The policy to establish this uniform national identity among ethnic minorities is not formally acknowledged but it seems well established. For example, last year government officials instructed head-teachers of these Neidixizang boarding schools to “tightly grip ideological and political education and ethnic unity education”. They must instil in students the “the five recognitions” – “the great motherland, the Chinese nation, Chinese culture, the Chinese Communist Party and the socialist system with Chinese characteristics.”

Neidixizang classes were introduced in the 1980s when many Tibetan parents were smuggling their children across the border to Tibetan Children’s Village (TCV) schools run by the Tibetan government in exile in India. In recent years, China also has tightened the border control and pressured parents to bring their children back from TCV schools. When the new school term began in February this year, there were no new Tibetan students from China enrolled at any of the 35 existing TVC schools, according to Radio Free Asia.

Private Tibetan education classes banned as “separatist”

 

Social media graphic for detained Tibetan human rights defender and prisoner of conscience, Tashi Wangchuk. He peacefully defended Tibetan culture and for this could face up to 15 years in prison. Social media graphic for detained Tibetan human rights defender and prisoner of conscience, Tashi Wangchuk. He peacefully defended Tibetan culture and for this could face up to 15 years in prison.

 

Tashi learnt Tibetan at primary school and from his brother who had studied with a monk. He then continued studying as a monk himself for three years before taking private lessons, according to the New York Times. However, he found most of these means to study Tibetan no longer existed.

In 2015, he set out to find a Tibetan language school for his niece. He visited five schools across Tibetan Autonomous Prefectures in Qinghai, Sichuan and Yunnan provinces only to find that Tibetan language education was no longer valued and Mandarin Chinese had become the sole language of instruction.

Monasteries, which were traditionally major education institutions are now prohibited from operating Tibetan language courses. As monks and nuns participated in protests for religious freedom, the government considered them a threat to national security and that the bond between monasteries and the community should be minimized.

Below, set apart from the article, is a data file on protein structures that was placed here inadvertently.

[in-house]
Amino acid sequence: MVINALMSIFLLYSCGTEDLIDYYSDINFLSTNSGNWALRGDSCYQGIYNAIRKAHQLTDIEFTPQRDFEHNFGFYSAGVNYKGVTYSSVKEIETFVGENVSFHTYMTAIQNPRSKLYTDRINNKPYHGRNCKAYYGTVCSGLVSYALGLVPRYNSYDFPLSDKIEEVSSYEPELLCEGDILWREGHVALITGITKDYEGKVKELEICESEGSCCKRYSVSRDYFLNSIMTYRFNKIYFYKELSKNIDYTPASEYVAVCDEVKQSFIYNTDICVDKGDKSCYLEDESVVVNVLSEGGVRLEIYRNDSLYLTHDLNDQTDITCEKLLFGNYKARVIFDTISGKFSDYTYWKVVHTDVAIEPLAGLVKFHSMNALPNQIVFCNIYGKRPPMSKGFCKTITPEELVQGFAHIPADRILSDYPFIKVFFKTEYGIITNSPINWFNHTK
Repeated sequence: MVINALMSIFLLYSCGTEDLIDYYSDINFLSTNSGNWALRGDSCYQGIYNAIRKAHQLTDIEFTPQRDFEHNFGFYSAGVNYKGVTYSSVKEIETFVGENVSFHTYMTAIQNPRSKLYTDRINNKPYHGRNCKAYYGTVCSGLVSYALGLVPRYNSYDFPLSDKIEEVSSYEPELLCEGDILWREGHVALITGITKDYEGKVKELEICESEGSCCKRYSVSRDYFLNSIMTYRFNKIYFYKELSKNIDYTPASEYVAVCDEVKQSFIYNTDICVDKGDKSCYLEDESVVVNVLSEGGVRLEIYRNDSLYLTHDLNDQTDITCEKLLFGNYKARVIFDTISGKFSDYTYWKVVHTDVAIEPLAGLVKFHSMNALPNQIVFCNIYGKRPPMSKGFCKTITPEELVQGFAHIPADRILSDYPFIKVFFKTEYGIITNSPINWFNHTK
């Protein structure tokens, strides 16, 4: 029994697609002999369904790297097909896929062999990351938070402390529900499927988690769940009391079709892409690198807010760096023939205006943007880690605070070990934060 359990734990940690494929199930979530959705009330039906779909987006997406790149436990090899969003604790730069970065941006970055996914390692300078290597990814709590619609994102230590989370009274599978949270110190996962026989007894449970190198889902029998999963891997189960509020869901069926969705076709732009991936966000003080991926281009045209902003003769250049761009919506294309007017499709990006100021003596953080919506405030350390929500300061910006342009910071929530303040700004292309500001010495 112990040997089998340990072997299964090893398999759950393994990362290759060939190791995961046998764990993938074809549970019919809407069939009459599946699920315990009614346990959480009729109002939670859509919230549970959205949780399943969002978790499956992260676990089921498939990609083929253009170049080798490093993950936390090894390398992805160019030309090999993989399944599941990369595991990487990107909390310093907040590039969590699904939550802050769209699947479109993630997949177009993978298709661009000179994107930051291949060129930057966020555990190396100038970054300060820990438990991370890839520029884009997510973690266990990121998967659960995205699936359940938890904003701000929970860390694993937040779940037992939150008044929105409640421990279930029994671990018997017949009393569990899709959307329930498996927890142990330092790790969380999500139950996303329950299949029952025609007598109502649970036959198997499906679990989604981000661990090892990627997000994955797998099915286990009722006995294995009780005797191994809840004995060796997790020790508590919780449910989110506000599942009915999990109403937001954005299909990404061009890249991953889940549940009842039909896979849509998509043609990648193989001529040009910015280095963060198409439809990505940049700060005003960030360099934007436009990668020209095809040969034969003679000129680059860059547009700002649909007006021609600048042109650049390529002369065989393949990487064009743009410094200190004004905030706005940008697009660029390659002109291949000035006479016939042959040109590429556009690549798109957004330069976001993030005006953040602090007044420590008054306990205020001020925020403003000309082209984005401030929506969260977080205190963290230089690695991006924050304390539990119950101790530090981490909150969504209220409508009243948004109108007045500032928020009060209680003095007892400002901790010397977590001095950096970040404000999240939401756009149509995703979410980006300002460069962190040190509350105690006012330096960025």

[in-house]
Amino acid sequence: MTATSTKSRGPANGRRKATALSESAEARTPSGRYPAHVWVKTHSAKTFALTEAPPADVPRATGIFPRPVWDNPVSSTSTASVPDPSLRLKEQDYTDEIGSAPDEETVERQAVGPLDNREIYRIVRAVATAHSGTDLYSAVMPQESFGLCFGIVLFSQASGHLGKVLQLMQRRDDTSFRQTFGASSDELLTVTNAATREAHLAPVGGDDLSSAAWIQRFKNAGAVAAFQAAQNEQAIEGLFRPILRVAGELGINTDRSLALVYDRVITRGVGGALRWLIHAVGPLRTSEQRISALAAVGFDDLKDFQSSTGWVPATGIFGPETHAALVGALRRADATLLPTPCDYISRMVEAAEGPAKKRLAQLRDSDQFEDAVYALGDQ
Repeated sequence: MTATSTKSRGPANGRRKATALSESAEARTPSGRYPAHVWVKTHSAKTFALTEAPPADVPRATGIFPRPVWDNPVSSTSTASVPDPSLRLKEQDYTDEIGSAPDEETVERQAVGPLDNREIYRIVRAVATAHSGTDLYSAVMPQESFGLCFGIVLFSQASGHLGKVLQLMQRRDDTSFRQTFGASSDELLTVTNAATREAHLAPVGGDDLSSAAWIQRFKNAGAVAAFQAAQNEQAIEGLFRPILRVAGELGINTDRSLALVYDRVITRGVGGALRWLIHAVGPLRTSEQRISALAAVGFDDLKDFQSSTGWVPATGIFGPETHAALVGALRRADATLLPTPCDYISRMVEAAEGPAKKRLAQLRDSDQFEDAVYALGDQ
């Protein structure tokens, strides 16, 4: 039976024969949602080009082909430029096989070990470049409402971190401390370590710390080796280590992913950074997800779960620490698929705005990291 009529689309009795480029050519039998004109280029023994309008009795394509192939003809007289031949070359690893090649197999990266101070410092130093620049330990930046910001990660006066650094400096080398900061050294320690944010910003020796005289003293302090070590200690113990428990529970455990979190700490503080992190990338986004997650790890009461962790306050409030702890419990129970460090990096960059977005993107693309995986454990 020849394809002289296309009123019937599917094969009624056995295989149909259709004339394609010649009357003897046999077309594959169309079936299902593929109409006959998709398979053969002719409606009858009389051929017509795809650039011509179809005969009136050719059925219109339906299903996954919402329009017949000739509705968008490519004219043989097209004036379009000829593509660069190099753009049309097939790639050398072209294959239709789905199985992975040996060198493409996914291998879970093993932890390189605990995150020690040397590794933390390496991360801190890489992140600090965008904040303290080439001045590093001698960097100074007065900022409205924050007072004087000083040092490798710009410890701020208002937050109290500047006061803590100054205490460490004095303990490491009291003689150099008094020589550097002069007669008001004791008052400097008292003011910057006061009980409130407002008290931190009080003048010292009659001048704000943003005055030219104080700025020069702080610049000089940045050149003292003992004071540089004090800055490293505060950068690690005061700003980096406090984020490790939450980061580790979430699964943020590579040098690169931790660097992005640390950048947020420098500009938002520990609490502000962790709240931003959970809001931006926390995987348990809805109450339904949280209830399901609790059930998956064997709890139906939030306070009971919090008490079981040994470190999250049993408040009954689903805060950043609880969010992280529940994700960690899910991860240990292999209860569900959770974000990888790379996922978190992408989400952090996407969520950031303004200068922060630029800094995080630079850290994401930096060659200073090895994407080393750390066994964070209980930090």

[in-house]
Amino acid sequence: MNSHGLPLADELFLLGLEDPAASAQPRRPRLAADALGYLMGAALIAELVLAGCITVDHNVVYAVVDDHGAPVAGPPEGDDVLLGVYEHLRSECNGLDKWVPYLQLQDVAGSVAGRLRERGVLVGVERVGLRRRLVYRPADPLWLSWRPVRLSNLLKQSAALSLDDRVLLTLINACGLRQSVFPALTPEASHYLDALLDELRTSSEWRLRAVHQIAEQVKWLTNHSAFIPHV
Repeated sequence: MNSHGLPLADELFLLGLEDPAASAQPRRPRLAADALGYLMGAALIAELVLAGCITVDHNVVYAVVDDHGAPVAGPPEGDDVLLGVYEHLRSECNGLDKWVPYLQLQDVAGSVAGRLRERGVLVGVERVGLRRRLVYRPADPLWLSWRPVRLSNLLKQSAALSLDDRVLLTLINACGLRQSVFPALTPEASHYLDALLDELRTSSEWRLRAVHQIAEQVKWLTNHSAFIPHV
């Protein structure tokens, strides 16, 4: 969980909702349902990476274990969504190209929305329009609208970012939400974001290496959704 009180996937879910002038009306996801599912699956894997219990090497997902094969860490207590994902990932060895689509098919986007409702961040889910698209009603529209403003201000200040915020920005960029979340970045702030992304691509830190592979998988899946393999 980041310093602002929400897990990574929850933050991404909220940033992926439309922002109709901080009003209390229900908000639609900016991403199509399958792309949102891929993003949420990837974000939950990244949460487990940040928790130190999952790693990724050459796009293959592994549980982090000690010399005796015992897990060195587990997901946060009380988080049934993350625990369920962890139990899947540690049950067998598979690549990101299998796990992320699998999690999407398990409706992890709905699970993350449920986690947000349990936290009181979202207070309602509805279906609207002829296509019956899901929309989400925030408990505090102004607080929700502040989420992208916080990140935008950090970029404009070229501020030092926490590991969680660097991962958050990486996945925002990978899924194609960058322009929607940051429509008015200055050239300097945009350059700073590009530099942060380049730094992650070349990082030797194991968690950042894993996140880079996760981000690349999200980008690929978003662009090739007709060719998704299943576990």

Private Tibetan language classes have also been closed down. “Illegal associations formed in the name of the Tibetan language, the environment and education” is one of the 20 “illegal activities related to the independence of Tibet”, according to a government notice issued in 2015.

The government has branded groups that organize Tibetan classes as “criminal gangs connected to the separatist forces of the Dalai Lama” and urged the public to report these groups in a notice issued in January 2018. This measure is in line with the government policy to combat “infiltration, …sabotage and subversion activities” by “forces of terrorism, separatism and extremism”, for the “unification of the country and unity of all its nationalities”.

Yushu City Detention Centre where Tibetan human rights defender and prisoner of conscience, Tashi Wangchuk is detained. He peacefully defended Tibetan culture and for this could face up to 15 years in prison. Yushu City Detention Centre where Tibetan human rights defender and prisoner of conscience, Tashi Wangchuk is detained. He peacefully defended Tibetan culture and for this could face up to 15 years in prison.
Yushu City Detention Centre where Tashi Wangchuk has been detained since Jan 2016

Charged for protecting Tibetan culture

After almost two years of detention Tashi’s trial took place in January 2018. In his interview with the New York Times in 2015 he expressed his distrust of government promises, saying: “The local government is controlling the actual Tibetan culture, such as the spoken and written language. It looks like development or help on the surface, but actually the goal is to eliminate our culture.” These words were used as evidence that Tashi was “intentionally inciting ethnic hatred and conspiring to undermine ethnic unity and unity of the country”. Tashi is now awaiting the verdict.

Imprisoning Tashi to silence him will not stop other Tibetans from struggling to preserve their language, culture and identity. The government must not keep ethnic minority children caged in an education system that force-feeds Mandarin Chinese and a uniform national curriculum in the name of “unification of the country and unity of all its nationalities”.

The government must immediately and unconditionally release Tashi Wangchuk who was only peacefully advocating for Tibetan language education, as is his right.  

As they say in Tibetan བཀྲ་ཤིས་དབང་ཕྱུག་གློད་གྲོལ་གཏོང་དགོས། - free Tashi Wangchuk.